So far as my own constituency is concerned, I must not discuss that, but I regret to say that I have very serious cases to raise before Parliament. It is not my constituency alone. It is the whole of the country, and I have been astonished to find that in all cases, from the remotest part of Orkney and Shetlands, I believe, to the Butt of Lewis, and from the Butt of Lewis to the Mull of Galloway, there have been cases brought to the attention of Members of this House in which the localities, the communities, have been in one way or another aggrieved by the action of the commissioners. It is well known in this House that, whatever else may be said of Scotland, education has always been a noble rage in Scotland, and anything that interferes with education in any shape or form is apt to be resented unless it is for the benefit of that education. It is not Members of Parliament who attack the commissioners. Recently in the Court of Session we had two most distinguished Judges making observations about the administration of the commission, which I think ought to be brought to the attention of this House. First of all, there was the Lord President of the Court of Session, who said that in many cases the schemes of the commissioners had roused a great deal of public and local indignation. And Lord Sands, whose death we all deplore, who was one of the most distinguished Scotsmen of our time, and whom some of us remember as a Member of this House, said that wherever the commission locate themselves, they disturb the peace of mind and the happiness of the community, and that if Carnegie had foreseen their arrival, there never would have been a Carnegie Trust in the Scottish Universities.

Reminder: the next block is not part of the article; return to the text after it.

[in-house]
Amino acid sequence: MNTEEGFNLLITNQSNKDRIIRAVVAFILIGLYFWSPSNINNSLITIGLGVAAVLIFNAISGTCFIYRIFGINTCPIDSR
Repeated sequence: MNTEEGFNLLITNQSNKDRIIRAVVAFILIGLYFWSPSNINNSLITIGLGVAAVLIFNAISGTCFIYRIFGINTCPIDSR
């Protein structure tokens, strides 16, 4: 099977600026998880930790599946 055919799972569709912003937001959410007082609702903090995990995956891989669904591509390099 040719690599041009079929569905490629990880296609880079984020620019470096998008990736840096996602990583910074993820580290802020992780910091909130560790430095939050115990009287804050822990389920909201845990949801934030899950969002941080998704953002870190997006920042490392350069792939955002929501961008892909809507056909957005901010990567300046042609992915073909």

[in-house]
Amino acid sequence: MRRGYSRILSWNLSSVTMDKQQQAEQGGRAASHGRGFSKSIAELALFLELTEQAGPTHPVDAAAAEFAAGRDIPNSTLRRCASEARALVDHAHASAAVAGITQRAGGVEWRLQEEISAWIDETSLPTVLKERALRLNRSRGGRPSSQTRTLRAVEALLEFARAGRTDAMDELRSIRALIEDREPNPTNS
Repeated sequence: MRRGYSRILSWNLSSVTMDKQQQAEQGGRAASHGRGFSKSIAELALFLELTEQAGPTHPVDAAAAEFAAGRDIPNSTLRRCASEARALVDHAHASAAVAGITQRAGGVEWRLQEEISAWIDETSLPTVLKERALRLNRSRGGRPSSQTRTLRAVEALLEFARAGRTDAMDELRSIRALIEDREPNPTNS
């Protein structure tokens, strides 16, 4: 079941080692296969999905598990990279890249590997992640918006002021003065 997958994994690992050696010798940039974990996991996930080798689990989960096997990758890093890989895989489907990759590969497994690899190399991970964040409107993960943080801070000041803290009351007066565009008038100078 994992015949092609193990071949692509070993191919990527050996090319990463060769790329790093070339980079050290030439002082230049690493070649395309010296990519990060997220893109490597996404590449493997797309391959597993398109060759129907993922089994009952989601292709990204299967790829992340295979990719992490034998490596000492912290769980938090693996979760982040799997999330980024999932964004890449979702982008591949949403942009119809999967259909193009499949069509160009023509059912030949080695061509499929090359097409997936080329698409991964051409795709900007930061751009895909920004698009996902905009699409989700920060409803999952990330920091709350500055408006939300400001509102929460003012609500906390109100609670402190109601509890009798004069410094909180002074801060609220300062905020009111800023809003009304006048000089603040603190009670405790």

It is not merely local sentiment that has been aroused, but national sentiment, I feel, has been flouted on more than one occasion. Take, for example, Glasgow University, the principal of which has been writing a protest against the work of the commission. You find no fewer than 11,200 students of all the Universities in Scotland protesting against the disregard of the commissioners for local sentiment, and you have a distinguished educationist like Professor Hector Macdonald, of Aberdeen University, a brilliant scholar, saying: Benefactors expected their wishes to be respected as long as it was possible to do so. If this natural desire is not to be granted, they will devote their wealth to other purposes which are not educational, with the disastrous result that the provision of bursaries for the higher education of the youth of the country will come to be classed with Poor Law relief, or what is euphemistically called 'public assistance.' The strictures of the distinguished Principal of Glasgow University have been more powerful than that, for this is what he said: An acceptance of the contention that bursaries have been rendered unnecessary by the provision of eleemosynary assistance would often render the manse and the schoolhouse ineligible for help. The columns of the 'Dictionary of National Biography' show how much Scotland and the Empire owe to the education of sons of the schoolhouse and the manse. … If a private trust is not to be employed to supply a public need, there are few objects for which benefactions can be made. The effect of the policy of the commissioners must be to decrease, or even to reduce to vanishing point, the number of future endowments for educational purposes. Their action has created the impression that educational endowments are useless and that there is no probability that they will be employed for the purposes designated by the donor or testator. It is matter of common knowledge that testamentary dispositions have already been modified by cancelling provisions for educational endowments. Indeed, I heard the other day that one endowment of £25,000 has been alienated from educational purposes because of the presence in Scotland of this commission. This is much more significant. The principal goes on to say: The psychological effect of gaining a bursary is quite different from that of receiving an allowance. If the commissioners are permitted to have their way, they may succeed in increasing the rates, but they will do so by the sacrifice of a great Scottish tradition, and they will render it impossible for necessitous and deserving students of the type to which I have referred to enjoy what has for centuries been the birthright of every Scotsman. It is not only that they have disturbed trusts all over the country to the detriment of the education of the particular locality to which these trusts were directed. They have done something else. They have now made it impossible for a boy or girl in any part of Scotland to compete for a scholarship in the place where that scholarship has in the past been competed for, namely, in the locality where the trust was endowed. Every boy or girl, whether from the Butt of Lewis, or the Orkney and Shetland Islands, or from the Mull of Galloway, or the remotest isle, whatever the expense to that poor person, must go to one of the university towns in order to compete for that scholarship. I regard that as a crying shame. As Principal Rait points out, there is a great psychological distinction between the boy who has won his scholarship and the boy who gets what is called a dole from public funds—for it is nothing else—from the county authorities, with or without an examination as the case may be. There is no objection at all to the boy being examined for a local scholarship and these scholarships ought to go by competition to the most meritorious boy or girl.